Businesses should not go it alone in setting up their cover, and whilst it is common for banks to provide cover to businesses particularly where business loans are concerned, bear in mind that the terms obtained from your bankers are rarely as competitive as can be found through an independent intermediary, so if you feel you have a choice, (i.e. your friendly bank hasn’t got a gun to your head!) get a second quote by calling us on 0845 013 6525 (might as well get a sales pitch in!).

The general rule regarding tax relief on premiums, or potential taxation of benefits, is if tax relief is obtained on premiums the benefits are liable to be taxable, and if no tax relief is obtained on premiums then benefits are likely to be tax-free. The exception to this principle would be the Relevant Life plan where premiums may be treated as a business expense for tax purposes in the majority of cases (so long as the “wholly and exclusively” rule is considered to be met) and any policy proceeds should be free of tax in the hands of the beneficiaries.

We recommend that the business checks their tax position on their proposed business protection (usually through its accountant) with the local Inspector of taxes, to gain comfort and confirmation.

Key Person Protection

This is designed to pay the policy proceeds directly to the business on the death or critical illness of the key person, which can be used to help replace that key person, cover the loss of profits that may occur or repay a loan. The policy proceeds would help a business to continue trading through a difficult time.

Share Ownership Protection

Designed to provide the surviving shareholders / partners with the funds to purchase the deceased’s or critically ill partner’s/director’s/member’s share of the business. The policy would be under trust and would also require a cross option agreement to be put in place, which gives the survivors the right to purchase (and can also give the deceased’s representatives the right to force the sale). The cross option agreement therefore necessarily requires an agreed method of valuation of the business to be appended. The business can select a simple calculation (e.g. a multiple of average profits over the past n years), design it from scratch or otherwise take advice from their IFAs or accountants.

This type of cover is relevant to practically all business organisations. Whilst the paperwork and business valuation side of things may seem a little daunting, a good intermediary will help you by careful fact-finding and design of the right plan structure for your business, and implement it along with completion of all of the relevant trust forms. Your accountant should also probably be involved if only to confirm understandings as to likely future tax treatment under certain scenarios.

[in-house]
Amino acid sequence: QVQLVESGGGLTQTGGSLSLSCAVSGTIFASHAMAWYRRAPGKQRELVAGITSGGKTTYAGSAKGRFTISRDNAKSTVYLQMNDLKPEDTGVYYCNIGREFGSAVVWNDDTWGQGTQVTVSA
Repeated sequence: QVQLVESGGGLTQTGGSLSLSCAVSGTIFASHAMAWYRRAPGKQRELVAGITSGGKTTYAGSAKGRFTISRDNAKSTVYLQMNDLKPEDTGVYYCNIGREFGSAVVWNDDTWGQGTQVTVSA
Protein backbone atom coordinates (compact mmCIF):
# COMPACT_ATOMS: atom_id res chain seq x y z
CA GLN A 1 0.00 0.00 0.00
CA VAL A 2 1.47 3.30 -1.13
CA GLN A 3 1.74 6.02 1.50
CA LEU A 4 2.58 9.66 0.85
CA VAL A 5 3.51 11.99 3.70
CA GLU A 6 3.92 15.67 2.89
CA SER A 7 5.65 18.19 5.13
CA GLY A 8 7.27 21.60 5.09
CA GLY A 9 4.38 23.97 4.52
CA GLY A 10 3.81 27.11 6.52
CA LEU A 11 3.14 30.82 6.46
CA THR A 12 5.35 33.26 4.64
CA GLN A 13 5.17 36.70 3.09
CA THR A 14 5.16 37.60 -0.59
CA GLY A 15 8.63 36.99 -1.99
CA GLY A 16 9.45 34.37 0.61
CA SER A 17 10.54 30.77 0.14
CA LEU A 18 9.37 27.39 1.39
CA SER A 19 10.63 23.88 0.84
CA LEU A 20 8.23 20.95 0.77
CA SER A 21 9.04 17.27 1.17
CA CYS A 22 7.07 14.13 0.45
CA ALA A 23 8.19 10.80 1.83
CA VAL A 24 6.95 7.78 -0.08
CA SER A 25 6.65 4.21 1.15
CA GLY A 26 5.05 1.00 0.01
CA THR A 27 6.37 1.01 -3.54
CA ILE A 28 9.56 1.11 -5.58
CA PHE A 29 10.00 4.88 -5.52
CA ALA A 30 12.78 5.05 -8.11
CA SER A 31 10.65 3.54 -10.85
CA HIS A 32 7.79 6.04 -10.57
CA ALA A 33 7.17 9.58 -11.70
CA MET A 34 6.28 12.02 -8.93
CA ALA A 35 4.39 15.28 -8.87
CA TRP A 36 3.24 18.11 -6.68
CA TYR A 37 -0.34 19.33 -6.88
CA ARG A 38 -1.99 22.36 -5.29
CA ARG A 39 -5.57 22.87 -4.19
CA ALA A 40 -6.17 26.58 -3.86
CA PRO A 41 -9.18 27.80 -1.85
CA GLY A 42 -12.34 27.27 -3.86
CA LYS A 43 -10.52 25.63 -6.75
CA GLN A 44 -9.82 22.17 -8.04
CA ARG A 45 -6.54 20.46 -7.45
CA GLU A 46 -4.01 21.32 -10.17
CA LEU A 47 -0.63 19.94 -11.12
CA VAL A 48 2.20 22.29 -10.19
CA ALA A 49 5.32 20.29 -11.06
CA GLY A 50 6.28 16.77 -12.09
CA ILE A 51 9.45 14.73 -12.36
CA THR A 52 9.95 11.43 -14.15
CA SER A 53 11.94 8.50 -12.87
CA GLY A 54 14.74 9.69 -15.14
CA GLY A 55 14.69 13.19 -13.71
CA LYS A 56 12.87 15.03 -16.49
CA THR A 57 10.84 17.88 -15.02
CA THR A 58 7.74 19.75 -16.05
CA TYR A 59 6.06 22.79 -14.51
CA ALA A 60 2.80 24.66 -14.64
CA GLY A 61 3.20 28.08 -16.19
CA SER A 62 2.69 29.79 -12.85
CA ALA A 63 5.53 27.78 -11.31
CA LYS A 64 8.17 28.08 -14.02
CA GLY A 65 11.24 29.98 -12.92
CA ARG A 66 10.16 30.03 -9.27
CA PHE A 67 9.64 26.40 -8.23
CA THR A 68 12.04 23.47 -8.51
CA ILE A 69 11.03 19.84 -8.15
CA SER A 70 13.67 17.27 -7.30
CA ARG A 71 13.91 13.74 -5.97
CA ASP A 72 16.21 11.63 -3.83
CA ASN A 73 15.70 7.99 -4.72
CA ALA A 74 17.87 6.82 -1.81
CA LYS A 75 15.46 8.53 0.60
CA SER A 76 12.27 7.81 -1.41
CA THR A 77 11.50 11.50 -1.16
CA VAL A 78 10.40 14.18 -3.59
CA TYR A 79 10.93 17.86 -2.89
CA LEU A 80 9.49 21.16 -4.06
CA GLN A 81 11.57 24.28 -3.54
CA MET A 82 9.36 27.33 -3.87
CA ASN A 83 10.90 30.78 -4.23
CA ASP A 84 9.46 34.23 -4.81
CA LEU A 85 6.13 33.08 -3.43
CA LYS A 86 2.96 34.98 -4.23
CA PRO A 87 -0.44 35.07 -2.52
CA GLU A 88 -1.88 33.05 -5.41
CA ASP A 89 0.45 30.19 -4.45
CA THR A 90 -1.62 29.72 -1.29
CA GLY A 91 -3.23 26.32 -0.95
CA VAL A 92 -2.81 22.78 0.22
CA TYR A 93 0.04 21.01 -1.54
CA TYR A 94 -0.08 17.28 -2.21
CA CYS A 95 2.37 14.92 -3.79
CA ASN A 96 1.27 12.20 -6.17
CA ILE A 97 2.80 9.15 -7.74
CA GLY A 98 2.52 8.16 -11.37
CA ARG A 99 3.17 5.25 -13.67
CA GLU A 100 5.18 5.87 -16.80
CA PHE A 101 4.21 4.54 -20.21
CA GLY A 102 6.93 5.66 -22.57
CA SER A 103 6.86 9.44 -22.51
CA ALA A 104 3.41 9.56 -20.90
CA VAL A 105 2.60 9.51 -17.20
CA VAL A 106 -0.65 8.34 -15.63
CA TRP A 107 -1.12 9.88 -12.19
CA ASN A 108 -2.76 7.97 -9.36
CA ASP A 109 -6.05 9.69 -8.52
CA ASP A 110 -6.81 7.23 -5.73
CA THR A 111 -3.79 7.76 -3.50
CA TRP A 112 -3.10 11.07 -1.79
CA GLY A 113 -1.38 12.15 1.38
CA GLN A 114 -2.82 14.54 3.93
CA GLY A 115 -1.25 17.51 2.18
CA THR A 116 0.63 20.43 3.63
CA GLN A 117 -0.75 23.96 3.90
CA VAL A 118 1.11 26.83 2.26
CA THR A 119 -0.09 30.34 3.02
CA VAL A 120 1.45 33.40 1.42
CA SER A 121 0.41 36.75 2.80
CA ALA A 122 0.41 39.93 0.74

Relevant Life Plan

This is a tax efficient single life Death in Service benefit for employees or directors of a business. The policy proceeds are paid to the Trustees (employer) and the benefit is written under Trust for the life assureds beneficiaries. Typically there is tax relief on premiums and no tax on proceeds making this a very popular type of plan amongst small businesses which do not have group life policies, or as additional cover for directors and senior management for firms which do. Critical illness cover is not available under this type of plan.

Business Loan Protection

This is designed to pay off any outstanding loans the business may have should a main shareholder, director, partner or other key individual suffer a critical illness (if selected) or die. It shares many things in common with the more general Key Man protection, but is likely to be of a fixed term in line with the loan. If you think your business is going to regularly roll over its finance then it might be prudent to take out cover over the longer term, rather than take out a new policy every few years, which would be cheaper in the long term and avoid the risk of high future premium costs if the insured’s health should decline in future.

Business Protection is relevant to just about every form of business organisation, from the sole trader to a FTSE 100 plc.

The New Gender Directive on Annuities and Insurance Contracts